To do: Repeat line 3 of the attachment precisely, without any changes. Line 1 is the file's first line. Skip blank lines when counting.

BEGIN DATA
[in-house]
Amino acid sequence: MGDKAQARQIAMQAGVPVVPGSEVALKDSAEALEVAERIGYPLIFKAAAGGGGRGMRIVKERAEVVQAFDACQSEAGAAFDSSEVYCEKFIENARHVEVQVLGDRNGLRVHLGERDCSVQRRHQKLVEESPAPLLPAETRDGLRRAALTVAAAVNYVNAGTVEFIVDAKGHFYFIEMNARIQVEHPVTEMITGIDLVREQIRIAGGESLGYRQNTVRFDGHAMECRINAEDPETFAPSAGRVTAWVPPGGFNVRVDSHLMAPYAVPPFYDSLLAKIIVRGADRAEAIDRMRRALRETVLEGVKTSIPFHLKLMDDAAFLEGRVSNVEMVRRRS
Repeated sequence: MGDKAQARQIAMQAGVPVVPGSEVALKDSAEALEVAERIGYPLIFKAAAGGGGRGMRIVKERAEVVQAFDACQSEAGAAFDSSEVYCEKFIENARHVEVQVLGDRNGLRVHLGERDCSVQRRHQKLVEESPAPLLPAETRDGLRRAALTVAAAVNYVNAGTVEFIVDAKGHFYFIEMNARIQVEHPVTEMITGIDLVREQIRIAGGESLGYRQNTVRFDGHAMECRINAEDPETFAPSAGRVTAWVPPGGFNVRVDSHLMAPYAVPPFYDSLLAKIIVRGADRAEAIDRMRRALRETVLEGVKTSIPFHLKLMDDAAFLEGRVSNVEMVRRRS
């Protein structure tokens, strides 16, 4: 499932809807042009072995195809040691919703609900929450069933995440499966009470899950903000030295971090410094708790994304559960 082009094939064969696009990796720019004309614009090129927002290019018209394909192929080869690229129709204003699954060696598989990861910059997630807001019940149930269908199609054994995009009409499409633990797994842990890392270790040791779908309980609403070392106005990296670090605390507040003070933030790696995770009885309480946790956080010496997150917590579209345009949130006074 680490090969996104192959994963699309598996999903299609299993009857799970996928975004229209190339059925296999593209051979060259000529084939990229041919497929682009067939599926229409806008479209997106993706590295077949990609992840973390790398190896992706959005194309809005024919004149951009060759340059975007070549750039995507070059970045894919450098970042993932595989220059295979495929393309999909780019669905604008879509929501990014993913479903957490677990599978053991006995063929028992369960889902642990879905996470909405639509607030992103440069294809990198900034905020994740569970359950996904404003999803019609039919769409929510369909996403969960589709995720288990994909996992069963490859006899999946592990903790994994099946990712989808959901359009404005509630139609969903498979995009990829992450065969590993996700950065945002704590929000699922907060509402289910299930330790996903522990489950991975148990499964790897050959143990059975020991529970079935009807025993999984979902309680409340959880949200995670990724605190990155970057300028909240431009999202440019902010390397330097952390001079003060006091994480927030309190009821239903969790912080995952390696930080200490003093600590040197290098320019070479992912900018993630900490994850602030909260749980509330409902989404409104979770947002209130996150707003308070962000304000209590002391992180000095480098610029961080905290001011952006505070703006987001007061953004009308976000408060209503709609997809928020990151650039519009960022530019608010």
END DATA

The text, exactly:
Repeated sequence: MGDKAQARQIAMQAGVPVVPGSEVALKDSAEALEVAERIGYPLIFKAAAGGGGRGMRIVKERAEVVQAFDACQSEAGAAFDSSEVYCEKFIENARHVEVQVLGDRNGLRVHLGERDCSVQRRHQKLVEESPAPLLPAETRDGLRRAALTVAAAVNYVNAGTVEFIVDAKGHFYFIEMNARIQVEHPVTEMITGIDLVREQIRIAGGESLGYRQNTVRFDGHAMECRINAEDPETFAPSAGRVTAWVPPGGFNVRVDSHLMAPYAVPPFYDSLLAKIIVRGADRAEAIDRMRRALRETVLEGVKTSIPFHLKLMDDAAFLEGRVSNVEMVRRRS